Montas Kosolsomboon, 55, of Wat Saladeang Community in Bang Khae district, said she and her family have closely monitored the water level at Khlong Thawi Watthana in front of her house. The level is now only 10cm below the concrete walkway.
''I have already prepared cement blocks in case the water reaches the first floor of my house. Although the situation will be different from the heavy flooding last year, I can't help feeling scared,'' she said.
Wat Saladaeng is among seven communities declared by the Bangkok Metropolitan Administration as at risk of flooding during today's drill.
Umaporn Wannapa, 54, a vendor from the same community, said she was unhappy with the drill as the authorities have given little information to people who might be affected by it.
''All the information I get is from TV. No officials have come to provide the information to us. The authorities should tell the public exactly how high the water will get. They only discuss water volume in cubic metres but this does not give me any idea how high the water level will be,'' she said.
Instead of wasting its time on the drill, the government should focus more on dredging the canal, she said.
''I see no benefit from the test. Everyone knows clean canals can help speed up water flow. The government should speed up its work in clearing objects that obstruct water flow,'' she said.
Supaporn Yamtawee, 21, of Parunawas Temple community located along Khlong Mahasawat, said she did not oppose the test but it should be conducted when there was no rain.
The western part of the capital was hit by heavy rainfall yesterday, raising concerns that it might add to the chance of flooding during the water drainage test and many of the residents said they wanted the exercise to be postponed.
Officials from the Department of Royal Irrigation yesterday measured the amount of water at Khlong Thawi Watthana's water sluice gate. The water flow rate in front of the sluice gate was measured at 11.08 cubic metres per second while that behind it was 10.97 cu m/sec.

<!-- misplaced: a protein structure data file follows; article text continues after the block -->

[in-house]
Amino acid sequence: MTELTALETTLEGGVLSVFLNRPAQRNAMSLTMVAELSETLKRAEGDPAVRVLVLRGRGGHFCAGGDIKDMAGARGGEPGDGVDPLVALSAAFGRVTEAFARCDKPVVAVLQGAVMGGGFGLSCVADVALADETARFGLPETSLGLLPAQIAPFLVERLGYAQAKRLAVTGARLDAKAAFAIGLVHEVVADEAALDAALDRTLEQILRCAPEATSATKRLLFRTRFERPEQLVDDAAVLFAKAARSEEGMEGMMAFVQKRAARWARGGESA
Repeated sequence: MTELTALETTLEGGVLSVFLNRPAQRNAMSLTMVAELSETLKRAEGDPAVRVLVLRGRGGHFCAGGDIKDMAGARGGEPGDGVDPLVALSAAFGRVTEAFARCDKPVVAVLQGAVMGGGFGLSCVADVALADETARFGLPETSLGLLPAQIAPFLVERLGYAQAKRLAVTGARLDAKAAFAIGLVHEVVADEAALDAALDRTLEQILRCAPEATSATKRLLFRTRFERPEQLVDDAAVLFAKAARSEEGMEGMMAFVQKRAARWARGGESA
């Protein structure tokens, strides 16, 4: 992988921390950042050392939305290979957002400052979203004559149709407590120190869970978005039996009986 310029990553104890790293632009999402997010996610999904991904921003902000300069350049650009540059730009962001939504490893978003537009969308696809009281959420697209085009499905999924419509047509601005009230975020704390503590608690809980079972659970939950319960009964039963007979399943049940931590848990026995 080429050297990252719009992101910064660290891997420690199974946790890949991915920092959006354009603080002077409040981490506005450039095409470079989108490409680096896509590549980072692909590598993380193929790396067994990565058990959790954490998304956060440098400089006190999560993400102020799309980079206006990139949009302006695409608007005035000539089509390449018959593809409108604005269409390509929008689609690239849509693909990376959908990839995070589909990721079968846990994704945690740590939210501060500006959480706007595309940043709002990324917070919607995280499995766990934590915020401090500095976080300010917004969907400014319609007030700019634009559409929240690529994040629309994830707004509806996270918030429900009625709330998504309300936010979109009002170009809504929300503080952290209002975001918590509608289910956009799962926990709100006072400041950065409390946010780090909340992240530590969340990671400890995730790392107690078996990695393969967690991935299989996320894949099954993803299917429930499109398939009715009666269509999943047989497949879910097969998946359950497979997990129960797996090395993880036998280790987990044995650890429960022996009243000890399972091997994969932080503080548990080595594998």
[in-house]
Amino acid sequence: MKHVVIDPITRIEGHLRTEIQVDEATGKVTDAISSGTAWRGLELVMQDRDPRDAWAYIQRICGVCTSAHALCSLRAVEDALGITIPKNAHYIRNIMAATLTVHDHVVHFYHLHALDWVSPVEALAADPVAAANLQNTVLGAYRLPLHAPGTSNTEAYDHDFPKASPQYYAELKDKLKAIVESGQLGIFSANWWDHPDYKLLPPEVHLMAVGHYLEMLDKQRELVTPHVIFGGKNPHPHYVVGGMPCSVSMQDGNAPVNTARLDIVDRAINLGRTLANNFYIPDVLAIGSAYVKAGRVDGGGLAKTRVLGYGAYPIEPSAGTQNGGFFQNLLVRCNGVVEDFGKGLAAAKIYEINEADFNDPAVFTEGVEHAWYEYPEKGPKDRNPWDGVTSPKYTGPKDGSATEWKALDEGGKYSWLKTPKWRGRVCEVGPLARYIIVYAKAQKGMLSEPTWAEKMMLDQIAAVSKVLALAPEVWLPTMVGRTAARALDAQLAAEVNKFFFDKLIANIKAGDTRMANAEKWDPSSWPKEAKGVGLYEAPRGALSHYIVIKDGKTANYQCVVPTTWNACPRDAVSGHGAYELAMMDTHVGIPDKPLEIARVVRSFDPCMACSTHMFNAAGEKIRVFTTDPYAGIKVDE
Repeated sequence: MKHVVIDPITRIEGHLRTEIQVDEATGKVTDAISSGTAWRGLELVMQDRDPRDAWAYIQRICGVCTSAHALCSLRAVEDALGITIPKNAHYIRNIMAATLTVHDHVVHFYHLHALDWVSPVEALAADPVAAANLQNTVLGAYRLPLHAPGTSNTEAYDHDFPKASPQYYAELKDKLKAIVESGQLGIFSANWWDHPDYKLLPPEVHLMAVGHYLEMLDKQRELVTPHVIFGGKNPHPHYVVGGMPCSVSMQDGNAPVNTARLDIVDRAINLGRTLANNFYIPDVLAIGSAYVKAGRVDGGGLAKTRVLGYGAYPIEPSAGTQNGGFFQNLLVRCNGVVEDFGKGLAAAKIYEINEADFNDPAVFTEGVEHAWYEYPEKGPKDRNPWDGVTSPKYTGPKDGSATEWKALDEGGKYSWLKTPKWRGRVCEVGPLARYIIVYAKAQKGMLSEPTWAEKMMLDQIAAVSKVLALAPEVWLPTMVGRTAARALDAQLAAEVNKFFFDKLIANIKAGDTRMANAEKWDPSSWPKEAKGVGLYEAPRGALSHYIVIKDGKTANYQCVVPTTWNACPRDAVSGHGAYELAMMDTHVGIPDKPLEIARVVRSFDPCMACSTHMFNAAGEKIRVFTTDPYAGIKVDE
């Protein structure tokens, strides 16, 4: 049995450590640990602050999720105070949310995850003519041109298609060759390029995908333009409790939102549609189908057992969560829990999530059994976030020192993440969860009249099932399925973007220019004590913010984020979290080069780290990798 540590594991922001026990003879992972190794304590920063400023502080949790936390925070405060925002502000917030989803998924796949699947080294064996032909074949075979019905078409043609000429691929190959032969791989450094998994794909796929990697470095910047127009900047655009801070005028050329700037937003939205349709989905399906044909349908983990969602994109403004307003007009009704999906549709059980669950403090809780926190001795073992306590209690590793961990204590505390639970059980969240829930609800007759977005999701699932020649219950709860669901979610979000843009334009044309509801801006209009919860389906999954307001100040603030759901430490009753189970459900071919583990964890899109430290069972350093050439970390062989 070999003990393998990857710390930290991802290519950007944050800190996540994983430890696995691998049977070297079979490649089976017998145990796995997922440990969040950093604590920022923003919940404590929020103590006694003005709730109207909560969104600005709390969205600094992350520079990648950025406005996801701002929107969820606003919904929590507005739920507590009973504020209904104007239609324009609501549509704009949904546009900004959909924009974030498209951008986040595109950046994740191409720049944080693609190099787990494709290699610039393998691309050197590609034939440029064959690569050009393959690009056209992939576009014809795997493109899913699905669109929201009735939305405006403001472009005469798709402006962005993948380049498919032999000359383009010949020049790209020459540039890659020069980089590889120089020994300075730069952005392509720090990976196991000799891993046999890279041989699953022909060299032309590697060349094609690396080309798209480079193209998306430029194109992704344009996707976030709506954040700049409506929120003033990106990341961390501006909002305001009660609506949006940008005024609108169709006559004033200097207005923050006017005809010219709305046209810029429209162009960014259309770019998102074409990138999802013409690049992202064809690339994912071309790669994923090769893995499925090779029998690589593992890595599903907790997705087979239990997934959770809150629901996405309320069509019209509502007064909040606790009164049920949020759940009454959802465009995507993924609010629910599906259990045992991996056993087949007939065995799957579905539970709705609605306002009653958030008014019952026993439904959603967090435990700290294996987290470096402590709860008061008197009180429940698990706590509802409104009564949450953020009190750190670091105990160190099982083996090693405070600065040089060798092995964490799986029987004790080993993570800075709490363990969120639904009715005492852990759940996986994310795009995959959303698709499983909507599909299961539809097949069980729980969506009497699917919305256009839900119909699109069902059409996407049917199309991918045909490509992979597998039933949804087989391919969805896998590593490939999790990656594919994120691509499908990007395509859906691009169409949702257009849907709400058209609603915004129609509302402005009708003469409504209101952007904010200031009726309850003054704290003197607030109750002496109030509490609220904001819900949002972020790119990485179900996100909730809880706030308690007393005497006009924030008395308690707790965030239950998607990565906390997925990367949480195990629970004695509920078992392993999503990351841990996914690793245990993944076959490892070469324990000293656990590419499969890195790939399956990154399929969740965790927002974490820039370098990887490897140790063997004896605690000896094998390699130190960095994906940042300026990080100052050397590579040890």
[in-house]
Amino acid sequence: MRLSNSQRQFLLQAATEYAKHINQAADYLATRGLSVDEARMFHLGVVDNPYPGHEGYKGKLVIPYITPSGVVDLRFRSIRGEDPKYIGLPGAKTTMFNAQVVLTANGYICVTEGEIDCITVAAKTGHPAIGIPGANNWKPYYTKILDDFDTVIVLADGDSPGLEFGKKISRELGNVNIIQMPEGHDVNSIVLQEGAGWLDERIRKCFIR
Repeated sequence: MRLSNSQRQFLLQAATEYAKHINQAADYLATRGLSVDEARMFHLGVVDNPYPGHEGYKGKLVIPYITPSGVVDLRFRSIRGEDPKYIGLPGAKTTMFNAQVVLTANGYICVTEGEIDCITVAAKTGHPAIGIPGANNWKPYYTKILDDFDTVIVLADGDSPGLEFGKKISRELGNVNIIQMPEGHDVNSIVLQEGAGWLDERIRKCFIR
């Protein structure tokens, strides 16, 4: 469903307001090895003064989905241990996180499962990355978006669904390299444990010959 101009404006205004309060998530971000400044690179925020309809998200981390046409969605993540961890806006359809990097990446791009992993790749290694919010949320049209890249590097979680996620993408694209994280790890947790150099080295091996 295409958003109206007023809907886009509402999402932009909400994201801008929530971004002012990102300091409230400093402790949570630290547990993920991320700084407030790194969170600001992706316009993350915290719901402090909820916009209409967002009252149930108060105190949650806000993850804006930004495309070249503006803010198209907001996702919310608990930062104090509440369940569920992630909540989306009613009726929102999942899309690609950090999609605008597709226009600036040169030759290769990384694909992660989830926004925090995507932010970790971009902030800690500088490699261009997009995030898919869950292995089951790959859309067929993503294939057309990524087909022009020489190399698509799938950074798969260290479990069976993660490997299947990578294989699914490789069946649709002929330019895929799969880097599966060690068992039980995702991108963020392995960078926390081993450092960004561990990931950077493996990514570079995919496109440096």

Additional water which would be drained through the gate during the test will not cause any flooding, they said.
Meanwhile, Prapat Teerapongtron, director of Thawi Watthana district, expressed confidence that residents would not be affected by the test since water levels would not be higher than 0.95 of a metre above mean sea level.
Currently, the water level at Thawi Watthana sluice gate is 0.77 of a metre above mean sea level.
According to the test plan, water from the Tha Chin River will be drained through Thawi Watthana sluice gate and be directed through Khlong Mahasawat, Khlong Phai, Khlong Bang Weg and Khlong Praya Ratchamontri.
Four water-measuring devices and 14 water-pushing machines have been installed along the way to record water volume and to speed up water flow.
The test will enable the officials to know how much water can be diverted into the capital to speed up its flow into the sea. The test will also allow the officials to improve the effectiveness of Bangkok's water drainage system.
Royol Chitradon, chairman of the Water and Flood Management Commission's sub-committee on water situation analysis, said the drainage test in western Bangkok was timed to start at 2pm today because the sea tides will be at the lowest level at 3pm.
The average water level in the canals used in the tests would be around 70cm high. However, in some parts of the route, the water level could become as high as 1.4m, but the testing team would try to keep the level at about 50cm by using water flow-accelerating devices, Mr Royol said.
The mouth of Khlong Thawi Watthana, which runs parallel to Phetkasem Soi 69, is one area on the route which may be at risk of surging water levels.
Therefore, a large number of water flow-accelerating devices were installed at the spot along with a boat from the Royal Thai Navy that will also be used to speed up the flow in the canal.